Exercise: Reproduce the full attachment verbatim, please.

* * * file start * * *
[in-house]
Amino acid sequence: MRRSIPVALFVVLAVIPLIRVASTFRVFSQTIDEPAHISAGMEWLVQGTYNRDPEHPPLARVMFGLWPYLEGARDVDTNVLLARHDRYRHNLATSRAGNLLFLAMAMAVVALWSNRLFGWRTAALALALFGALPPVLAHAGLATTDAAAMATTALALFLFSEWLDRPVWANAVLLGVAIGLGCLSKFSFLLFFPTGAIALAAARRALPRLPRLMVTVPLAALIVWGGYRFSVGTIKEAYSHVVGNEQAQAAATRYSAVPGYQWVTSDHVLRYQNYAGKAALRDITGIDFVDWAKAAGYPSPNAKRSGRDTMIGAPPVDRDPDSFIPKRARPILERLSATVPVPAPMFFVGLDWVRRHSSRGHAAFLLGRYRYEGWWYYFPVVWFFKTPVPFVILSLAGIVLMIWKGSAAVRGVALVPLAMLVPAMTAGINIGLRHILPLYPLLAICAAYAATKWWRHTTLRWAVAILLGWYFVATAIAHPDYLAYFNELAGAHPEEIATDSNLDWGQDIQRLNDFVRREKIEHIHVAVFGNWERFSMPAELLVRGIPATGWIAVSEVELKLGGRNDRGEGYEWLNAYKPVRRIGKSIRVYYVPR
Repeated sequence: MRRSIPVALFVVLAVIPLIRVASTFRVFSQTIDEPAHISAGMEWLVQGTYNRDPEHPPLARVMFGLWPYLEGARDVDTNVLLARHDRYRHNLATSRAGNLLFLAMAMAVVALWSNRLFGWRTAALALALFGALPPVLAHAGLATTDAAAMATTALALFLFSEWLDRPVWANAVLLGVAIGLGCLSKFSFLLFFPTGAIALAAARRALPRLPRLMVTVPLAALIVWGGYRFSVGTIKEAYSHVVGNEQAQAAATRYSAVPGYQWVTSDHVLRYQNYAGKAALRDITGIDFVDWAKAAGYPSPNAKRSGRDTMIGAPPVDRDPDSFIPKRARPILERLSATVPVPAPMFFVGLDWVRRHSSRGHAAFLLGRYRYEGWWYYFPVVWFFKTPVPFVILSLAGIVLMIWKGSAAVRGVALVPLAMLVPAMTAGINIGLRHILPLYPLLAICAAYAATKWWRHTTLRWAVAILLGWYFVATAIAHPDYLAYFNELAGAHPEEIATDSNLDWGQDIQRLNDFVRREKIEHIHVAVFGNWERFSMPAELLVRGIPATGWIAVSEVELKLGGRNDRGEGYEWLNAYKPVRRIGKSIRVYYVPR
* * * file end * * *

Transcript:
[in-house]
Amino acid sequence: MRRSIPVALFVVLAVIPLIRVASTFRVFSQTIDEPAHISAGMEWLVQGTYNRDPEHPPLARVMFGLWPYLEGARDVDTNVLLARHDRYRHNLATSRAGNLLFLAMAMAVVALWSNRLFGWRTAALALALFGALPPVLAHAGLATTDAAAMATTALALFLFSEWLDRPVWANAVLLGVAIGLGCLSKFSFLLFFPTGAIALAAARRALPRLPRLMVTVPLAALIVWGGYRFSVGTIKEAYSHVVGNEQAQAAATRYSAVPGYQWVTSDHVLRYQNYAGKAALRDITGIDFVDWAKAAGYPSPNAKRSGRDTMIGAPPVDRDPDSFIPKRARPILERLSATVPVPAPMFFVGLDWVRRHSSRGHAAFLLGRYRYEGWWYYFPVVWFFKTPVPFVILSLAGIVLMIWKGSAAVRGVALVPLAMLVPAMTAGINIGLRHILPLYPLLAICAAYAATKWWRHTTLRWAVAILLGWYFVATAIAHPDYLAYFNELAGAHPEEIATDSNLDWGQDIQRLNDFVRREKIEHIHVAVFGNWERFSMPAELLVRGIPATGWIAVSEVELKLGGRNDRGEGYEWLNAYKPVRRIGKSIRVYYVPR
Repeated sequence: MRRSIPVALFVVLAVIPLIRVASTFRVFSQTIDEPAHISAGMEWLVQGTYNRDPEHPPLARVMFGLWPYLEGARDVDTNVLLARHDRYRHNLATSRAGNLLFLAMAMAVVALWSNRLFGWRTAALALALFGALPPVLAHAGLATTDAAAMATTALALFLFSEWLDRPVWANAVLLGVAIGLGCLSKFSFLLFFPTGAIALAAARRALPRLPRLMVTVPLAALIVWGGYRFSVGTIKEAYSHVVGNEQAQAAATRYSAVPGYQWVTSDHVLRYQNYAGKAALRDITGIDFVDWAKAAGYPSPNAKRSGRDTMIGAPPVDRDPDSFIPKRARPILERLSATVPVPAPMFFVGLDWVRRHSSRGHAAFLLGRYRYEGWWYYFPVVWFFKTPVPFVILSLAGIVLMIWKGSAAVRGVALVPLAMLVPAMTAGINIGLRHILPLYPLLAICAAYAATKWWRHTTLRWAVAILLGWYFVATAIAHPDYLAYFNELAGAHPEEIATDSNLDWGQDIQRLNDFVRREKIEHIHVAVFGNWERFSMPAELLVRGIPATGWIAVSEVELKLGGRNDRGEGYEWLNAYKPVRRIGKSIRVYYVPR